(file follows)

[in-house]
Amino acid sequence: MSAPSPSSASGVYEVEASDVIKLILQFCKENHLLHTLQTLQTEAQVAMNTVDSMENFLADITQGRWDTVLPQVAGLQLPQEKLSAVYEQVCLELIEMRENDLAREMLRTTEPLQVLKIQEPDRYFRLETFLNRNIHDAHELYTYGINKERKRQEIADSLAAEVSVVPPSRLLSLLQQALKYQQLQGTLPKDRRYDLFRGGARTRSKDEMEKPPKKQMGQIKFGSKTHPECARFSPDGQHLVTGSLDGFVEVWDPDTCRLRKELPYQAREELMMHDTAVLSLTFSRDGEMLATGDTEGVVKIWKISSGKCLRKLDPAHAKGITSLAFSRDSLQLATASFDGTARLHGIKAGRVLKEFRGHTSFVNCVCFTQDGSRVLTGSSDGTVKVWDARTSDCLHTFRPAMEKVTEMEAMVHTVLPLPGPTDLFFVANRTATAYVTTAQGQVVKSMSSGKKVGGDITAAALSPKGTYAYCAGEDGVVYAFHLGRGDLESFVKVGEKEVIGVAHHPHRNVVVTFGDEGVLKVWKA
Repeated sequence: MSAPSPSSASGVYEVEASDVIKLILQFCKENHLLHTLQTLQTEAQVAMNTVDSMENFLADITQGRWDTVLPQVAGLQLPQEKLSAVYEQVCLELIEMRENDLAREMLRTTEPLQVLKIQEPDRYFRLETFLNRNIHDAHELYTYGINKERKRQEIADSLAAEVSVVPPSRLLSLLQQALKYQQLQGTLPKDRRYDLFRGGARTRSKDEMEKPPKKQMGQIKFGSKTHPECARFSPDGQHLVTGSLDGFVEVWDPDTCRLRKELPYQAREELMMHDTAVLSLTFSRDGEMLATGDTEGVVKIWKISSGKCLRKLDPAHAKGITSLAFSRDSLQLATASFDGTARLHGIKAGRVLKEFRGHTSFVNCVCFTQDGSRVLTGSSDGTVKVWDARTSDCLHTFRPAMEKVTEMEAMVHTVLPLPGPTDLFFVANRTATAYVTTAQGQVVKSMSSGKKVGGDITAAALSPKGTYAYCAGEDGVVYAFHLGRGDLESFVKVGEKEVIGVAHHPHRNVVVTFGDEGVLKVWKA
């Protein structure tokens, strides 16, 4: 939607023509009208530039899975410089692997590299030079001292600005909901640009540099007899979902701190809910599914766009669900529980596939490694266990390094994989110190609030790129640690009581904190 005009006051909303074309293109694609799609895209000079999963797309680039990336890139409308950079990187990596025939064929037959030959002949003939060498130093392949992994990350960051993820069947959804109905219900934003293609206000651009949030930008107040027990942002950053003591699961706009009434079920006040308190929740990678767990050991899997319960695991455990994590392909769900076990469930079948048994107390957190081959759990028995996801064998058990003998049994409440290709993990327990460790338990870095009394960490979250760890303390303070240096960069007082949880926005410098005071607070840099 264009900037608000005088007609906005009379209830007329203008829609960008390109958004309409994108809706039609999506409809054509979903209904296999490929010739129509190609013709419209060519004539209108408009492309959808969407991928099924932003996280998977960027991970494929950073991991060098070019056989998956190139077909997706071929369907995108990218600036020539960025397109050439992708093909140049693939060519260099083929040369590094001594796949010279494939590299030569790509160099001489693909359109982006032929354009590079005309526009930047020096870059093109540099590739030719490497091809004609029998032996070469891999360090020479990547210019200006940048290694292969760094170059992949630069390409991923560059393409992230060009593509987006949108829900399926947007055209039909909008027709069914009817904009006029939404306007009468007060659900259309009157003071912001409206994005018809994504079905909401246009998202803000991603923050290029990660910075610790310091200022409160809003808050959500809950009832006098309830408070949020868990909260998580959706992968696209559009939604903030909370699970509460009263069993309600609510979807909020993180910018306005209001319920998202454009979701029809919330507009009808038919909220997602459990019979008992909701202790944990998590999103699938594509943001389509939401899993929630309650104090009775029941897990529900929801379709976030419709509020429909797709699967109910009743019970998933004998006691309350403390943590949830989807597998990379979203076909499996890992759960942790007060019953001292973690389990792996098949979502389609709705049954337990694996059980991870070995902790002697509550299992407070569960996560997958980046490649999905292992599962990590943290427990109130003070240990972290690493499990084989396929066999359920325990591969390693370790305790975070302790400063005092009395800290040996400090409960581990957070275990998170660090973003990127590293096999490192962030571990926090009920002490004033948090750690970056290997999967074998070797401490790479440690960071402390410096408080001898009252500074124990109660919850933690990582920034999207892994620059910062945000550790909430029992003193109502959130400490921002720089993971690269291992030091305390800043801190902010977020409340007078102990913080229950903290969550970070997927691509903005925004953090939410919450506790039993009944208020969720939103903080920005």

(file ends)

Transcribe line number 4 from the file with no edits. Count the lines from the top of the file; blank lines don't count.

């Protein structure tokens, strides 16, 4: 939607023509009208530039899975410089692997590299030079001292600005909901640009540099007899979902701190809910599914766009669900529980596939490694266990390094994989110190609030790129640690009581904190 005009006051909303074309293109694609799609895209000079999963797309680039990336890139409308950079990187990596025939064929037959030959002949003939060498130093392949992994990350960051993820069947959804109905219900934003293609206000651009949030930008107040027990942002950053003591699961706009009434079920006040308190929740990678767990050991899997319960695991455990994590392909769900076990469930079948048994107390957190081959759990028995996801064998058990003998049994409440290709993990327990460790338990870095009394960490979250760890303390303070240096960069007082949880926005410098005071607070840099 264009900037608000005088007609906005009379209830007329203008829609960008390109958004309409994108809706039609999506409809054509979903209904296999490929010739129509190609013709419209060519004539209108408009492309959808969407991928099924932003996280998977960027991970494929950073991991060098070019056989998956190139077909997706071929369907995108990218600036020539960025397109050439992708093909140049693939060519260099083929040369590094001594796949010279494939590299030569790509160099001489693909359109982006032929354009590079005309526009930047020096870059093109540099590739030719490497091809004609029998032996070469891999360090020479990547210019200006940048290694292969760094170059992949630069390409991923560059393409992230060009593509987006949108829900399926947007055209039909909008027709069914009817904009006029939404306007009468007060659900259309009157003071912001409206994005018809994504079905909401246009998202803000991603923050290029990660910075610790310091200022409160809003808050959500809950009832006098309830408070949020868990909260998580959706992968696209559009939604903030909370699970509460009263069993309600609510979807909020993180910018306005209001319920998202454009979701029809919330507009009808038919909220997602459990019979008992909701202790944990998590999103699938594509943001389509939401899993929630309650104090009775029941897990529900929801379709976030419709509020429909797709699967109910009743019970998933004998006691309350403390943590949830989807597998990379979203076909499996890992759960942790007060019953001292973690389990792996098949979502389609709705049954337990694996059980991870070995902790002697509550299992407070569960996560997958980046490649999905292992599962990590943290427990109130003070240990972290690493499990084989396929066999359920325990591969390693370790305790975070302790400063005092009395800290040996400090409960581990957070275990998170660090973003990127590293096999490192962030571990926090009920002490004033948090750690970056290997999967074998070797401490790479440690960071402390410096408080001898009252500074124990109660919850933690990582920034999207892994620059910062945000550790909430029992003193109502959130400490921002720089993971690269291992030091305390800043801190902010977020409340007078102990913080229950903290969550970070997927691509903005925004953090939410919450506790039993009944208020969720939103903080920005």